Lectin meaning

lĕktĭn
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Any of several plant proteins or glycoproteins that bind to the sugar molecules of glycoproteins and glucolipids on the surfaces of cells, used to stimulate lymphocyte proliferation and agglutinate red blood cells.
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Any of several proteins, found in plants and animals, that bind to specific sugar molecules, as on cancer or red blood cells.
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Any of various proteins or glycoproteins that bind to the sugar molecules of glycoproteins and glucolipids on the surfaces of cells and are found in most organisms, especially plants. They are used to stimulate lymphocyte proliferation and to agglutinate red blood cells.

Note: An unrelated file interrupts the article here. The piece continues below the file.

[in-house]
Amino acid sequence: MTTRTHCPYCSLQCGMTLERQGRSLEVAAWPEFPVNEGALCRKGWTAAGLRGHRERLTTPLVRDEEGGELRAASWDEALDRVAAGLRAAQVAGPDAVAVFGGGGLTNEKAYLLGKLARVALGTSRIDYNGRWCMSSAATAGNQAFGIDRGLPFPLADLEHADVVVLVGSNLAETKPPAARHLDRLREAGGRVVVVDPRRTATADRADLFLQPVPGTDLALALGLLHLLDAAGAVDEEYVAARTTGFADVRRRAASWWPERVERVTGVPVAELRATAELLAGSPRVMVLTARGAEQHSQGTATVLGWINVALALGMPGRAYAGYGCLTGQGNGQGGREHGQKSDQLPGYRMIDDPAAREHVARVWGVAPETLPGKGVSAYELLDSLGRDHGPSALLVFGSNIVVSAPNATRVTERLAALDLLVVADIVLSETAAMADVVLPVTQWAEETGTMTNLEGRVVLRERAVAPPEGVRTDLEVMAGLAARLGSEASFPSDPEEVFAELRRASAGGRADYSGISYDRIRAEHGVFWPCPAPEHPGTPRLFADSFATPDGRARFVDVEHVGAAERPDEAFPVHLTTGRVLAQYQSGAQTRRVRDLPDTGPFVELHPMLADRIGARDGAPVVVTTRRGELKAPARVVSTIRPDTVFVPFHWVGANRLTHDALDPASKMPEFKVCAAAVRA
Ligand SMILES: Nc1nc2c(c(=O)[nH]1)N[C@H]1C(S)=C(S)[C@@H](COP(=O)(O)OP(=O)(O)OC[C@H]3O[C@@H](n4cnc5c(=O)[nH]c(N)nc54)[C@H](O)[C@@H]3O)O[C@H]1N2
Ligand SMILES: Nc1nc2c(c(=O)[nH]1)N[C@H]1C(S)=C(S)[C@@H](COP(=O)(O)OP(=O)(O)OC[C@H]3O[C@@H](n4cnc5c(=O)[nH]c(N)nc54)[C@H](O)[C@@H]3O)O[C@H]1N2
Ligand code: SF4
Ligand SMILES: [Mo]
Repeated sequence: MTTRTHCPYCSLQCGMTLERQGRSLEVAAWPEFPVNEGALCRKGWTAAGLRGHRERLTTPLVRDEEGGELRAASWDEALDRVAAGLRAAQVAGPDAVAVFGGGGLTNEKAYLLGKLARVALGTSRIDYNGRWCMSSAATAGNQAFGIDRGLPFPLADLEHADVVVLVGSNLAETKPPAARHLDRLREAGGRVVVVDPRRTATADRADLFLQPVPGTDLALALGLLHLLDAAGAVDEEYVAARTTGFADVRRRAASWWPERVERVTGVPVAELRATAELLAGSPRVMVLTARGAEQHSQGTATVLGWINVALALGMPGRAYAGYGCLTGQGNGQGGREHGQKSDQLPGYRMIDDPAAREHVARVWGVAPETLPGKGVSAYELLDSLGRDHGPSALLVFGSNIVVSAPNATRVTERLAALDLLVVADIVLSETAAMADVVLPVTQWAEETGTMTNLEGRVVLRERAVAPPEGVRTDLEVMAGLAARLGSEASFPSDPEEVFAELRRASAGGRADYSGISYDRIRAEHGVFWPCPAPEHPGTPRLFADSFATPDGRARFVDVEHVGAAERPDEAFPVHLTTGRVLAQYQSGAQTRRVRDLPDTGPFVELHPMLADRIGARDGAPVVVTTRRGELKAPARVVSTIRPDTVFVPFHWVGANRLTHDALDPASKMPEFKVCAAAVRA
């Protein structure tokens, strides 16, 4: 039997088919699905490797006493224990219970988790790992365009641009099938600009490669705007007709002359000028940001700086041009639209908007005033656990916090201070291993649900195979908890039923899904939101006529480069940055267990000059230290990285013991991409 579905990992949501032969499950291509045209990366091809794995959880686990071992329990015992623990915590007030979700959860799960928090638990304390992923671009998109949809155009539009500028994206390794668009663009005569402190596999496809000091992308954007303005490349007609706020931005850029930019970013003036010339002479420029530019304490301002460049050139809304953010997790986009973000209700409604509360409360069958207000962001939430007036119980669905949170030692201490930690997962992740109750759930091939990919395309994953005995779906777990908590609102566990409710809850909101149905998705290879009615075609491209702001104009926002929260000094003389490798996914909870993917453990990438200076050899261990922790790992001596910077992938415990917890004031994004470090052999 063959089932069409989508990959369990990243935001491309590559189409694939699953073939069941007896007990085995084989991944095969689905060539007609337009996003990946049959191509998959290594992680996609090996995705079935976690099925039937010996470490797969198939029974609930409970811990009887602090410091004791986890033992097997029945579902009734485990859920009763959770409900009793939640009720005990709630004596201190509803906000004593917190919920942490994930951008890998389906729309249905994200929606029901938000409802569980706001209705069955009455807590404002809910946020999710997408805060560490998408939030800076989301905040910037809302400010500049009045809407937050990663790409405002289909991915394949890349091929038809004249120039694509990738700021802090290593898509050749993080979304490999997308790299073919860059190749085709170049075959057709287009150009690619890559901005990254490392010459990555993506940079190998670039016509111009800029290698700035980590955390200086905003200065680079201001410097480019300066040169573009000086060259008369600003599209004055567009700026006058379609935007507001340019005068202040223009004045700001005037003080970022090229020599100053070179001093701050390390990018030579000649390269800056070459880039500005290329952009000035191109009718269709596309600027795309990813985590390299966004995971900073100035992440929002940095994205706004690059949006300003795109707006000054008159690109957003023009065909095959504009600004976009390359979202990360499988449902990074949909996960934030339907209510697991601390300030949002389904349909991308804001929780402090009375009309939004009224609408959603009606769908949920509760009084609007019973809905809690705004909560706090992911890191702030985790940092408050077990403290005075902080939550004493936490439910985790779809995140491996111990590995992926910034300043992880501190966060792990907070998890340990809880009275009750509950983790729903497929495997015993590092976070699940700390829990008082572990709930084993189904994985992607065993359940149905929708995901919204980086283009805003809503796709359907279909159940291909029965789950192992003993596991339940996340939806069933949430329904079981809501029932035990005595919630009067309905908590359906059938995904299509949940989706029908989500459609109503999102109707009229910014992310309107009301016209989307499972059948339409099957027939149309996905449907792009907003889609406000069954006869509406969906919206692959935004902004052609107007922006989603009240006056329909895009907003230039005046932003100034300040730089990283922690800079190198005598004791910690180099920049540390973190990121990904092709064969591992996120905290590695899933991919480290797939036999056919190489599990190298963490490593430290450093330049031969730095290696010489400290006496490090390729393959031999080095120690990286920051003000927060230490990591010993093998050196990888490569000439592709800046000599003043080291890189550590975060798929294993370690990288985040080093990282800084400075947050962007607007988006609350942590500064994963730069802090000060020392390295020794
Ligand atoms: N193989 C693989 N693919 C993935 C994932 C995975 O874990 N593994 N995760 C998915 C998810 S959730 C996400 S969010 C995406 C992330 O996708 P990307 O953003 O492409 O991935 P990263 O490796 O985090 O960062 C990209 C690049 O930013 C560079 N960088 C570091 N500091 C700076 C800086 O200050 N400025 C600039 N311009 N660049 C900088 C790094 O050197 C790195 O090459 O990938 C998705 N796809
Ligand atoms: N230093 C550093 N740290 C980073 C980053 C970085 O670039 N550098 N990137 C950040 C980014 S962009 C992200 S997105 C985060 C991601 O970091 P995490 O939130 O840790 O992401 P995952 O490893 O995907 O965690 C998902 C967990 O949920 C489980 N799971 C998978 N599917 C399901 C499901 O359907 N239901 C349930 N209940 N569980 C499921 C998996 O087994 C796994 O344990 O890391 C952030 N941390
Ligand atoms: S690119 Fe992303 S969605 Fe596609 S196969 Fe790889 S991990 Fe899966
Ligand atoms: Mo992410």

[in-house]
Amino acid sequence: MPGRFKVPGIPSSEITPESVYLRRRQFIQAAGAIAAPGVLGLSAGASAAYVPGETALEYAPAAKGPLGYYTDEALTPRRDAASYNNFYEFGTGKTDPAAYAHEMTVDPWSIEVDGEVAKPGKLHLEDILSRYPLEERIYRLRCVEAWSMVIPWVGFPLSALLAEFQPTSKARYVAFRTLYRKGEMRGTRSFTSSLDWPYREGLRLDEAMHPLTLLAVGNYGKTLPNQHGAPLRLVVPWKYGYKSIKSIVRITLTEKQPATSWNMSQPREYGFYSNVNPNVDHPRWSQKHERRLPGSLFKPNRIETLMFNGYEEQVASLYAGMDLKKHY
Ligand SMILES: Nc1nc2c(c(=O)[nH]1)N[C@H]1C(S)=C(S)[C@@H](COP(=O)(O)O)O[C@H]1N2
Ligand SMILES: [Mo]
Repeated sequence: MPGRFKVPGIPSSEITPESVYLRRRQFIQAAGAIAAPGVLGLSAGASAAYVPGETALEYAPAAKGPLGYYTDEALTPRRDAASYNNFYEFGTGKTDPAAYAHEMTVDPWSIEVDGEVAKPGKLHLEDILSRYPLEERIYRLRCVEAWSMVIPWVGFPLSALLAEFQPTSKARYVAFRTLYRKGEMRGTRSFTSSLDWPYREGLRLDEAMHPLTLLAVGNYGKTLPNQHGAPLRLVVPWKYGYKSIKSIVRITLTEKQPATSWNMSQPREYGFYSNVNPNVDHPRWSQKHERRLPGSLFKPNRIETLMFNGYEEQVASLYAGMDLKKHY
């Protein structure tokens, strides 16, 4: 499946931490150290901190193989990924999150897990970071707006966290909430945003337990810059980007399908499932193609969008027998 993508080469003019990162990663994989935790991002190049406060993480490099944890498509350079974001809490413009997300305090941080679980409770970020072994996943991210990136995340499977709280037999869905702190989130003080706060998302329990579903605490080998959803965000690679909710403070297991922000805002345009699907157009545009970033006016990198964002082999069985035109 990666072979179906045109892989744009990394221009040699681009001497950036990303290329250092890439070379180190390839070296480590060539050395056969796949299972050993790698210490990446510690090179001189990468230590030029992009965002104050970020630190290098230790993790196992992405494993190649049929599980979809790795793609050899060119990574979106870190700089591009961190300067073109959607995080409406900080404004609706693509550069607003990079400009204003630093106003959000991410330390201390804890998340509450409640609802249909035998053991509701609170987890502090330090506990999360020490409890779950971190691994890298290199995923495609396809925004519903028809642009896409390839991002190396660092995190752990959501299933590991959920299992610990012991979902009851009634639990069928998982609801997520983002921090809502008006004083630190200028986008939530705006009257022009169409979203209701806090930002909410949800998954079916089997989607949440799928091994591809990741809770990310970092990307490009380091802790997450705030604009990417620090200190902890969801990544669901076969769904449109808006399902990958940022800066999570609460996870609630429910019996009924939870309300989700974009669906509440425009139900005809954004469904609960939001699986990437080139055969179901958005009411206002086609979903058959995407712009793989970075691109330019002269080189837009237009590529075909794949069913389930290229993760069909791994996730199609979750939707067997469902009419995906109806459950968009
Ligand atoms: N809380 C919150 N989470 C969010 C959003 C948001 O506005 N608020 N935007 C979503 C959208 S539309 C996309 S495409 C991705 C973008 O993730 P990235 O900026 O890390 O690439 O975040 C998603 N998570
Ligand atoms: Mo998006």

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(biochemistry) Any of a class of plant proteins that bind specific carbohydrates.
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Origin of lectin

  • Latin lēctus past participle of legere to select select –in

    From American Heritage Dictionary of the English Language, 5th Edition

  • From Latin lectus +"Ž -in.

    From Wiktionary